Sunday, June 5, 2011

Holy Fathers of the First Ecumenical Council

The Holy Fathers of the First Ecumenical Council are commemorated today.  The primary impetus for the council, held in the city of Nicea in 325 AD, was to address the errors of the heretic Arius.  Arius is best known for promulgating the heresy that there was a time when the Father was but the Son was not, a heresy continued to this very day by modern Jehovah's Witnesses.

Among the Holy Fathers at this council were Saint Athanasius, who was a young Deacon at the time attending the Council with his hierarch, Patriarch Alexander of Alexandria, and Saint Nicholas, the famed Bishop of Myra who is more commonly known for his connection with the Nativity.  Saint Nicholas is reputed to have punched Arius in the face, so angered was he at the heretic's teachings.  Since he called the Council, the Emperor, Saint Constantine the Great, was also present.

It is after this council that the Nicene Creed is named (though it is more properly known as the Niceno-Constantinopolitan Creed, since the Creed in its present form was not finalized until the Second Ecumenical Council at Constantinople in 359, which greatly expounded upon the Third Article dealing with the Holy Spirit).  The Faith as articulated at this Council and at Constantinople has, in large measure, united all of Christianity since, with the only real division being the filioque controversy wherein the Western Church added the phrase "and the son" to the Third Article provision dealing with procession of the Holy Spirit.  Leaving this controversy aside, the great uniting feature of the Creed as comprised at Nicea was in the Second Article, where the Council confessed that Christ is "of one essence with the Father. . . ."  The Greek word in the Creed for "essence," homoousion, has become a rallying point for all of Christendom over and against those who would make the Son to be something less than the Father.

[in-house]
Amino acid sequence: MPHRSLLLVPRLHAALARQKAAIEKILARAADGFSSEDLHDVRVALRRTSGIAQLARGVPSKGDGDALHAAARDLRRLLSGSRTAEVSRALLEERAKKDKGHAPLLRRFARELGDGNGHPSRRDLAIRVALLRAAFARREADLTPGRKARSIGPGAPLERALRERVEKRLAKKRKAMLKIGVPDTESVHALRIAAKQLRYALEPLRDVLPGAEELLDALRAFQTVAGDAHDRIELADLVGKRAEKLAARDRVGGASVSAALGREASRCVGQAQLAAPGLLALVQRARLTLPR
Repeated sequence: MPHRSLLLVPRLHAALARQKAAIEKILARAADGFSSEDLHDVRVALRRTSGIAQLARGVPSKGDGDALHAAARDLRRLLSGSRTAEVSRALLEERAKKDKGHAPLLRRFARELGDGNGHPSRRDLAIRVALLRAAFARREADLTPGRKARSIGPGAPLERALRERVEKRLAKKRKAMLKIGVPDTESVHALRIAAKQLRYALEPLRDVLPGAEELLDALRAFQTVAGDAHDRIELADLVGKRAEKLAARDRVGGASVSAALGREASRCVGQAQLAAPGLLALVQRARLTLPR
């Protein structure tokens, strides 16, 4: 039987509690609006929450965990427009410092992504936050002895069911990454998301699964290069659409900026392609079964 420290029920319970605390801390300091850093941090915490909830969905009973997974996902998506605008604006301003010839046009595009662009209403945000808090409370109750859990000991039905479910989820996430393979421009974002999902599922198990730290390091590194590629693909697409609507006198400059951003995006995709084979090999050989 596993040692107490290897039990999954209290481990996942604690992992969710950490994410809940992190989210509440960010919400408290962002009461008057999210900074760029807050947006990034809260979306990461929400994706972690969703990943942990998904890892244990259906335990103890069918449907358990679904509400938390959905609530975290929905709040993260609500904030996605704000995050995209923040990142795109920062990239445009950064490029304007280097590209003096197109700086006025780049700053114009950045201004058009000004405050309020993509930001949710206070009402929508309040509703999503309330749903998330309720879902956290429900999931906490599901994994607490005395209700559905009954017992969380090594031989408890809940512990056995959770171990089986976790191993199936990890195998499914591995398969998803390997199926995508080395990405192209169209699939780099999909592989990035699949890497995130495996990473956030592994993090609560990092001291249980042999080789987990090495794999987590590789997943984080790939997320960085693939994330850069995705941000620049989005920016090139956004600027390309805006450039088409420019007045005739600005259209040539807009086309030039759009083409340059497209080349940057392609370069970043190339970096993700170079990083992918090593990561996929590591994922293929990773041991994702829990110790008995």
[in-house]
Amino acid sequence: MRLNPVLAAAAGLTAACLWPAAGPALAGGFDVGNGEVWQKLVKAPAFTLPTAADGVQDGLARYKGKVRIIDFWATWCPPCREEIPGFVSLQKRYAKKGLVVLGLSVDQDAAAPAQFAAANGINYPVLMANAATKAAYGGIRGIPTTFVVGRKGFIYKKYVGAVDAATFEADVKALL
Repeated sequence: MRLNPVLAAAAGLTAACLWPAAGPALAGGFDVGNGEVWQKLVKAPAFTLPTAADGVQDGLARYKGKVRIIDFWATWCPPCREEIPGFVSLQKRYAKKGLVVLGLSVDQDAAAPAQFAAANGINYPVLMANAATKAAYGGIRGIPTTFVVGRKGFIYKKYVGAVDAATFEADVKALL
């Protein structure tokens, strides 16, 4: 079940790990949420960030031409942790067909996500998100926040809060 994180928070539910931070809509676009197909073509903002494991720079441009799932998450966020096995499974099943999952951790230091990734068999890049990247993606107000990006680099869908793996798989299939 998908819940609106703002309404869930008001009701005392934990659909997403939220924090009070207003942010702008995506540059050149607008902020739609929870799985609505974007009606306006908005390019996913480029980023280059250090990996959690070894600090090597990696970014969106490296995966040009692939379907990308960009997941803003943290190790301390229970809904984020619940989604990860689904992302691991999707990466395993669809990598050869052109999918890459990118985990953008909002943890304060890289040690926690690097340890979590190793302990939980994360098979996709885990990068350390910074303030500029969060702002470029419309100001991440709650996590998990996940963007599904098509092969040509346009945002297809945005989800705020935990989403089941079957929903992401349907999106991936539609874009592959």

318 bishops convened at Nicea, along with incalculable numbers of attending presbyters and deacons.  No small number of these arrived bearing the marks of their persecution, wounds inflicted prior to the Edict of Milan.  It was said at the time that "all the world follows after Arius."  These great men quelled the heresy and preserved the Apostolic Faith from one of the most pervasive heresies in the history of the Church.  It is fitting, then, to close this post with the Creed by which they did so (in its current, Niceno-Constantinopolitan form):

I believe in one God, the Father Almighty, Maker of heaven and earth, and of all things visible and invisible;
And in one Lord, Jesus Christ, the Son of God, the Only-begotten, Begotten of the Father before all worlds, Light of Light, Very God of Very God, Begotten, not made, of one essence with the Father, by Whom all things were made:  Who for us men and for our salvation came down from heaven, and was incarnate of the Holy Spirit and the Virgin Mary, and was made man; and was crucified also for us under Pontius Pilate, and suffered and was buried; and the third day He rose again, according to the Scriptures; and ascended into heaven, and sitteth at the right hand of the Father; and He shall come again with glory to judge the living and the dead, Whose kingdom shall have no end.
And I believe in the Holy Spirit, the Lord, and Giver of Life, Who proceedeth from the Father, Who with the Father and the Son together is worshipped and glorified, Who spoke by the Prophets; and I believe in One, Holy, Catholic and Apostolic Church.  I acknowledge one Baptism for the remission of sins.  I look for the Resurrection of the dead, and the Life of the world to come. Amen.

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